Tuesday, 17 May 2022
Wednesday, 27 April 2022
Today’s new band claim to have a songwriting style that takes inspiration from Carly-Rae Jepsen and Chvrches. Yet on debut single Alice they sound a lot like early The 1975 circa 2013. Of course, it’s dangerous to start making comparisons when a band only has one single out; take Pale Waves for example who I threw exactly the same comparison at on their first official release, but now I’d compare with Avril Lavigne. We’ll all need a few more songs to make a better judgement, but this is a new music blog so sometimes super-early commitment is required.
The band in question is called Supersaurus, and a quick Google will tell you that they are a top UK wedding and party band available for hire, who are renowned for filling dance floors. Which just shows that you need to be careful with the internet. For that Supersaurus is a totally different band of the same name. Although maybe this lot could also soon be renowned for filling dance floors at your local indie disco perhaps?
So this Supersaurus, the one you need to focus on, is made up of Benji, Tay, Lauren and Becca. Their aforementioned debut single was released earlier this month. It’s a jubilant sounding piece of guitar pop, although if like THAT famous song you're asking who the f*ck is Alice, the answer is not exactly clear. One of the first lines is: “Hey Alice, I think I could have loved you, but you’re not real, no you were never real.” Elsewhere there are lines about: “It was all in my mind, all the beautiful things, that are lost in another timeline.” Is Alice just someone that Benji saw on line? Perhaps. Maybe she was just a dream? However, what is clear is that Alice (the song) swooshes with a guitar laden melody that would sound great on the radio. It also contains some great 'Hey' shouts, which anyone who has studied the Rules of Pop* will know is always encouraged.
Warning: Earworm alert.
*Any version of the Rules of Pop - it's in Chapter 4 just after the section on singing La La La
Supersaurus - Alice (Video)
Friday, 22 April 2022
Orchid’s Insta bio describes her as a Goth Pussycat Doll. Her Twitter says she’s a Worldwide Quirky Girly. I’m going to add a far less witty three-word slogan and just describe her as Really Quite Good.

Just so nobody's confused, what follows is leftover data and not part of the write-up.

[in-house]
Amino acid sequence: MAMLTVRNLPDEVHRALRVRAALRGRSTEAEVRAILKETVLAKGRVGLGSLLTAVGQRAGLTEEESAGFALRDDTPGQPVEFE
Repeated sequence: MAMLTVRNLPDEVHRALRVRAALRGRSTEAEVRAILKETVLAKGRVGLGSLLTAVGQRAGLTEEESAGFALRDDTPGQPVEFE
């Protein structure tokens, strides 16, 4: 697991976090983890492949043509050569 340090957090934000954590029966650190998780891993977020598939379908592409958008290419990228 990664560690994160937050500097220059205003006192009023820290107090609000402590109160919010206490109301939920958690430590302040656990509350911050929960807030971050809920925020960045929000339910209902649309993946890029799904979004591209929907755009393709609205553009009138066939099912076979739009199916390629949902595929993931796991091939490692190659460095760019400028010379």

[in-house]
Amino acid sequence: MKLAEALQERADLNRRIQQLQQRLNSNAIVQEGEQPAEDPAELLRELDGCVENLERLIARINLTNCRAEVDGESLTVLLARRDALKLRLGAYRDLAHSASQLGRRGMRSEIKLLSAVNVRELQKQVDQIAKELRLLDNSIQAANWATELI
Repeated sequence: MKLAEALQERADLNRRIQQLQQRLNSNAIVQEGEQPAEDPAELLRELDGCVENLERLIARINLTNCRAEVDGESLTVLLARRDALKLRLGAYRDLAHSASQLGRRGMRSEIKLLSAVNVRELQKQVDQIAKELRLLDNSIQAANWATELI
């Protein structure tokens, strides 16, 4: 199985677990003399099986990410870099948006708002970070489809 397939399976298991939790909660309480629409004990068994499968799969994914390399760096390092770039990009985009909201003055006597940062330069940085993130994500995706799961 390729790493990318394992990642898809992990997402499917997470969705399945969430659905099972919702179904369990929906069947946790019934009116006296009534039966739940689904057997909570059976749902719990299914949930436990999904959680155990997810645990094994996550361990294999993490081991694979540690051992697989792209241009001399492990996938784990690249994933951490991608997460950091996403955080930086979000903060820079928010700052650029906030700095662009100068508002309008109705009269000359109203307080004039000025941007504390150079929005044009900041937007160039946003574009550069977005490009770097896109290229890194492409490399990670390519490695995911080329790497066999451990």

You’ll probably agree with me on the Really Quite Good part when you hear her track Like Thunder which is taken from Orchid’s (aka Orchideh Vishkaiy) EP of the same name and it’s been pricking up ears over the last few weeks. It’s a minimalist piece of left of centre pop that crackles with the same sort of perfectly controlled yet still deviant experimentation that the first FKA Twigs album possessed. The accompanying visual also shows that it’s possible to shoot a video in a swimming pool without resorting to tackiness (anyone remember Sabrina’s Boys Boys Boys? Let’s not go there, OK?)
One listen to the whole of the EP, released a couple of weeks ago, will confirm two simple facts. First, Orchid isn’t a one trick pony. Second, she’s clearly in love with modern contemporary pop. Doe Eyes is the part of the Venn diagram where UK garage intersects with Britney Spears. Then there’s Later, which is a tempo shifting jam that hints at Ariana Grande and punches pretty hard with a radio friendly chorus.
Of course, one of the things that sets the big names in pop apart is that they can do it live with venom and charisma. It’s early days for Orchid on that front and as yet there don’t seem to be any gigs announced. However, a little bit of internet searching reveals an artist of the same name supporting Glassio at The Old Blue Last in August. Could that be her? Quite possibly.
For now, let’s live with the recordings. Really quite good probably wasn’t up to scratch as a description, was it? Maybe instead let’s amend that to Quality New Pop-Star.
Thursday, 14 April 2022
Scene Queen, born Hannah Collins in Ohio USA, is the latest addition to a crop of artists who are taking the sounds of RAWK, primarily the sound of nu-metal and industrial before mashing it up with hip-hop beats, nursery rhyme hooks and venomous spoken-word lyrics that go straight for the jugular of crap men.
“Pink rover, pink rover, please send the coward over. And if that bastard whistles, put a knife up to his boner,” Hannah narrates on Pink Rover as she brutally lets men know what she’s going to do about inappropriate harassment if they dare try it. In its 2 minutes of existence it rages hard. This isn’t punk rock, but pink rock as exemplified on three of the four songs she has released so far; Pink Bubblegum, Pretty in Pink (not a cover of the Psychedelic Furs song) and the aforementioned Pink Rover.
Scene Queen brands her style of music as Bimbocore and if you like Ashnikko, Poppy and Poutyface then Hannah is going to be right down your kick-ass street.
Scene Queen releases her debut EP on April 29th. If you are in the UK watch out for her debut UK show at Great Escape festival this May.
Scene Queen - Pink Rover